Renaissance for LEADERS

Peak Performance Resources for Leaders by Leaders

Category: Money & Wealth

Rat Race

An endless, frustrating, self-defeating, or pointless pursuit that conjures images of lab rats racing through a maze to get the cheese, much like society racing to get ahead financially. Commonly associated with an exhausting, repetitive and overscheduled work that leaves little time or energy for relaxation or enjoyment. Burdened with financial obligations and responsibility to pay mortgages/rent, cars, credit cards, children and a never-ending cycle of consumption, digging deeper into financial holes, stress, worry, fear and lack of choices. Doomed to put up with dead-end jobs, careers, and relationships, living paycheck to paycheck with no end in sight. This lifestyle happens independently of income level, with many high-income earners unable to quit the treadmill. The key to winning this race is: don’t be a rat.

Real Estate

A property comprised of land, buildings and any natural resources including flora and fauna, farmed crops, livestock, water, and minerals. Real Estate can be grouped into three categories: residential, commercial and industrial. Examples include undeveloped land, houses, condominiums, townhomes; office buildings, warehouses, and retail store buildings; factories, mines, and farms.

Real Rate of Return

The actual financial benefit of an investment after accounting for inflation and taxes. The after-tax real rate of return is an accurate measure of investment earnings and usually differs significantly from an investment’s nominal rate of return. Calculated as the nominal return – inflation rate x tax rate = Real Rate of Return.

Assume your bank pays you interest of 5% per year on the funds in your deposit account. If the rate of inflation is 3.5% per year, and your tax rate is 33% the real return on your savings is 1%.

You may think 5% sounds great, however, when taking into account inflation and taxes, it is a very low return. If the nominal interest rate goes down, inflation goes up (global inflation was 5.05% in 2011), and taxes go up you can have a negative return on your savings.

 

Resource

1. Something or someone that can be used for support or help. 2. An available supply that can be drawn upon. 3. Something that can be used to advantage. 5. Available capital; assets.

Richland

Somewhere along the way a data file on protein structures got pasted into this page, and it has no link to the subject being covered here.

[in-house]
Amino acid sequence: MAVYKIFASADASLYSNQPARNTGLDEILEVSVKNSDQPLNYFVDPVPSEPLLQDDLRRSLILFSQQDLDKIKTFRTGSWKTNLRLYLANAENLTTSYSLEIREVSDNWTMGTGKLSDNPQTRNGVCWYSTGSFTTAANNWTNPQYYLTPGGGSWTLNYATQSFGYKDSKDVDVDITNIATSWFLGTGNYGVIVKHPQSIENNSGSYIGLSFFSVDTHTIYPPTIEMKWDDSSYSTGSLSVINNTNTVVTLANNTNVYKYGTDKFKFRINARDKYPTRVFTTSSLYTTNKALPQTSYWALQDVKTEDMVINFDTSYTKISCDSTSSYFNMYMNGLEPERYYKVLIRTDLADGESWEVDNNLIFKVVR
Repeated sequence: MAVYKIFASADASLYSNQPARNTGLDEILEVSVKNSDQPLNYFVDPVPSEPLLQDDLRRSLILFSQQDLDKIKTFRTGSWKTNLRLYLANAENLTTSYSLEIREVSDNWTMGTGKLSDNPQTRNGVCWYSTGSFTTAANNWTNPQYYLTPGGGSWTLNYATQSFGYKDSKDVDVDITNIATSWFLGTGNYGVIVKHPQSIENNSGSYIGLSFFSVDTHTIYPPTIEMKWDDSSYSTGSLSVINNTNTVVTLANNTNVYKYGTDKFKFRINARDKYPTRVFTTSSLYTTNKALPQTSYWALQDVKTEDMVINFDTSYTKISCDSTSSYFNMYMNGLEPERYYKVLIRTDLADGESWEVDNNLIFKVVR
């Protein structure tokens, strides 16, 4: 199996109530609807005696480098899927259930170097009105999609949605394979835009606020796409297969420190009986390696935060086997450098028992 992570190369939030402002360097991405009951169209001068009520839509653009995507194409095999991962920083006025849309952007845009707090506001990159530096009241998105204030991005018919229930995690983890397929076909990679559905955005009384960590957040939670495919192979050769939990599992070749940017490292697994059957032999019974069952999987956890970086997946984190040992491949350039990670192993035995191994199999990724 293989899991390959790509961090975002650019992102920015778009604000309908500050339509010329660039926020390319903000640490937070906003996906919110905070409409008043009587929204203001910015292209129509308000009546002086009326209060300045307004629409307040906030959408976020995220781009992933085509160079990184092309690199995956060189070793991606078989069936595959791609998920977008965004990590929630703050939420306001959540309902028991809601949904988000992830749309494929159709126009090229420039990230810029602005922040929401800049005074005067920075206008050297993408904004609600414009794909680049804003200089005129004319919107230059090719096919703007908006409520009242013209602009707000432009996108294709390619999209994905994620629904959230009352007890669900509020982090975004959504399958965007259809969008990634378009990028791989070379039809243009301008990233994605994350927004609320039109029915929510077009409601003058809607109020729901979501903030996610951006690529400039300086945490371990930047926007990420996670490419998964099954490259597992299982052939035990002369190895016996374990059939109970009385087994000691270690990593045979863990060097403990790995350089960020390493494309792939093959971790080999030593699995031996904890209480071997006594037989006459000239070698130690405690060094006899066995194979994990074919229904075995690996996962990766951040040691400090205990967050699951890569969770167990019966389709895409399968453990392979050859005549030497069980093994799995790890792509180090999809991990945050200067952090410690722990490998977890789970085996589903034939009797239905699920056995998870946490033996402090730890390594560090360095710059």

A fictitious country that is designed from scratch to personify all the excesses of capitalism, greed, workaholism, and consumerism to create a society that is soulless, heartless, and unhappy. The value of citizens is measured by their job title, salary, and sacrifices made in the pursuit of money, wealth, status, success, and recognition. Love is measured by external factors, rather than internally, inequality reaches extreme levels with an attitude towards the less fortunate that they have access to the same opportunities and don’t make anything of themselves, therefore they are undeserving. The media spews bad news, while the future is talked up frantically with pollyanna optimism. Art, aesthetic, nature, philosophy, and spirituality are devalued and discouraged as wastes of time and opportunity. Rich celebrities and capitalists are celebrated while kindness and compassion are marginalized due to a low perceived ROI. Working longer and longer hours are seen as heroic with intense competition for who can sacrifice the most personal life for the career, for success, and for recognition. Vacations are frowned on for people who are not committed. An inability to relax leads to a frenetic pace of life that is classic time poverty, with heart disease and depression masked by fashion, youth, and artificial beauty.

Risk

1. The probability or threat of loss, liability, damage or any other negative occurrence and that may be avoided through preemptive action. 2. The probability that an actual return on an investment will be lower than expected. 3. Can be divided into categories: emotional risk, relationship risk, physical risk, political risk, sovereign risk, operational risk, financial risk. 4. Risk can be reduced through preemptive action including; buying insurance, education, and experience.

ROI

Return On Investment is a performance measure used to evaluate the efficiency of an investment. ROI measures the amount of return on an investment relative to the investment’s cost. To calculate ROI, the benefit (or return) of an investment is divided by the cost of the investment, and the result is expressed as a percentage or a ratio.

To calculate your ROI, the formula is:

Return On Investment (ROI)

Rule of 72

A shortcut to estimate the number of years required to double your money at a given annual rate of return. Divide the rate, expressed as a percentage, into 72. Years required to double an investment = 72 ÷ compound annual interest rate. For example, if you start with $1,000 and want to know how long it will take to double to $2,000 at an interest rate of 20%, then the calculation is: 72 ÷ 20 = 3.6 years.

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